The talk on the Avant garde poetry of Britain around the Era of Britten was one of my most gratifying public speaking performances. Not because it was good, but because everyone was saying afterward how the information was new to them and it was easily accessed and understood. And it is important information, to me, that can't be spread wide enough. You can hear it here:
The real highlight of the day was the other speakers though, all genuinely more powerful and clever than I. Diane Silverthorne has inspired me since the first time I saw her speak, I even dedicated a poem to her about Mondrian, and Sophie Mayer is a peer I really admire as a poet and an intellectual. But thank god I asked to switch the original running order just moments before the events began, which I initially was supposed to conclude, because if I hadn't I would've followed the absolutely remarkable Anthony Blee, and fallen quite flat upon myself.
He is an architect, one of the finest our country has produced, and he was speaking about his work on Coventry Cathedral, a world renowned project he began working on at 24 years of age in 1956. I can't express the brilliance, humility and grace of his account of this time in his life. It was genuinely emotional to watch him recount stories of Sir Basil Spence and Yehudi Menuhin, and breathtaking to see this building, this cultural hub, this national pride, grow from his personal slides and memories. To watch a man who has spent a lifetime at the service of a professional artform, and shone so brightly through that life, reduced me to feeling like a very fortunate, very embryonic and very humbled, witness. I had the chance to meet his whole family afterward, who were as gracious and warm as he was, who were unduly kind about my piffling talk, and the experience left me feeling struck in the most organic and valuable of ways. They seemed people truly open, collaborative, kind and able to navigate these very real qualities through their art / practise. This article reflects some of the man, and I'm definitely visiting Coventry cathedral soon. http://www.theguardian.com/culture/2012/feb/27/anthony-blee-geoffrey-clarke-coventry-cathedral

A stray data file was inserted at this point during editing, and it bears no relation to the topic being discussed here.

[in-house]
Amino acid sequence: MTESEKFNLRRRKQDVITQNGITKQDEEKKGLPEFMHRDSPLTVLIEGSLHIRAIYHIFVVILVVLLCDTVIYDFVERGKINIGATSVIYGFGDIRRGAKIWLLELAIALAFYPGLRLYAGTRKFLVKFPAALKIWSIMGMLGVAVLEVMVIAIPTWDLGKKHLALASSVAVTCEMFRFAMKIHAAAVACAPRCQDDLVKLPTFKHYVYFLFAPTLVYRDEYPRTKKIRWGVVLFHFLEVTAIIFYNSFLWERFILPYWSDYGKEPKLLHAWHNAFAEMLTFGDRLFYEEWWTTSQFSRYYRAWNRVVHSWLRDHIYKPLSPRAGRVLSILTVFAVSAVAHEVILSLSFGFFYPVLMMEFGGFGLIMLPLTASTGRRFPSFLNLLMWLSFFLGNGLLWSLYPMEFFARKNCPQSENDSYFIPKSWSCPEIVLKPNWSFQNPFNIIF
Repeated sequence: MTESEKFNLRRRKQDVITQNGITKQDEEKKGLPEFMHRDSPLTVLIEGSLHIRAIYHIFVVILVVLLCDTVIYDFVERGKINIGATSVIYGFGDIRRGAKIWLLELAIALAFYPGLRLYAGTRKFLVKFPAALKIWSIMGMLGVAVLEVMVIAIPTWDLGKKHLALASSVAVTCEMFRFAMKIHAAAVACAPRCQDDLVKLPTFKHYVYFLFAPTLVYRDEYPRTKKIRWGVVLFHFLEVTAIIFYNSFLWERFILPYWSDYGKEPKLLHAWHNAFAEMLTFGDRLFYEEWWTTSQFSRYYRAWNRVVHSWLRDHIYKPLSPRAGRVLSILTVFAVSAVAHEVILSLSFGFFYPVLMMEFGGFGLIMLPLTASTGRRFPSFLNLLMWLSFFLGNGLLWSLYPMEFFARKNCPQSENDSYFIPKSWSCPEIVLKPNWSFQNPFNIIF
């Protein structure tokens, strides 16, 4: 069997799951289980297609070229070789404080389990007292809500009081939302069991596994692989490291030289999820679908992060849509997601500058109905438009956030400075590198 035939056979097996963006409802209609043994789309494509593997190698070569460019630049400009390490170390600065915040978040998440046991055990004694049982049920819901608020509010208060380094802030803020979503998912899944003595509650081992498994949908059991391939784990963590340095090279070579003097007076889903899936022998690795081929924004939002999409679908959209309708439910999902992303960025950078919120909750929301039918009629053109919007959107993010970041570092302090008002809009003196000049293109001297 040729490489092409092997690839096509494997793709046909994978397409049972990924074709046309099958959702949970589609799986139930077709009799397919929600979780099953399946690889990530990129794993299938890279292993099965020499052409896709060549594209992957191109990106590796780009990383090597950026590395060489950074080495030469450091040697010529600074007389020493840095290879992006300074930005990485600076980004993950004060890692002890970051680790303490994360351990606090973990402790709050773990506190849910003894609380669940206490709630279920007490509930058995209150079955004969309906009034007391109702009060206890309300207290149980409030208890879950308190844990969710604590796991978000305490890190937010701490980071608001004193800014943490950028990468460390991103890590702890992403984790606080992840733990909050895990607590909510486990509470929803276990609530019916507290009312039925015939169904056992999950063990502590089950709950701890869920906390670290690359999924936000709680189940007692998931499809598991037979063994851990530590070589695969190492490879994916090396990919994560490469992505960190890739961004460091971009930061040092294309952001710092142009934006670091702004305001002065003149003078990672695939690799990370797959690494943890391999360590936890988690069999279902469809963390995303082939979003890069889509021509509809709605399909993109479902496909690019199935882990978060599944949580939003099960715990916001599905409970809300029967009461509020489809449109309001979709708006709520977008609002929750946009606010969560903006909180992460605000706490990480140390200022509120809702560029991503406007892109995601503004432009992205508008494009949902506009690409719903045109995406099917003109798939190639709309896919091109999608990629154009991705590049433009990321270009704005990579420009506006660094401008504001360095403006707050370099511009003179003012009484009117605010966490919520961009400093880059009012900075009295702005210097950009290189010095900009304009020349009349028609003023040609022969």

For the earlier session, I spoke on BS Johnson, and I refused the lecture format, as he would've liked, I think, and cut up quotes that were relevant and let people pick the order from a box. A lecture in a box.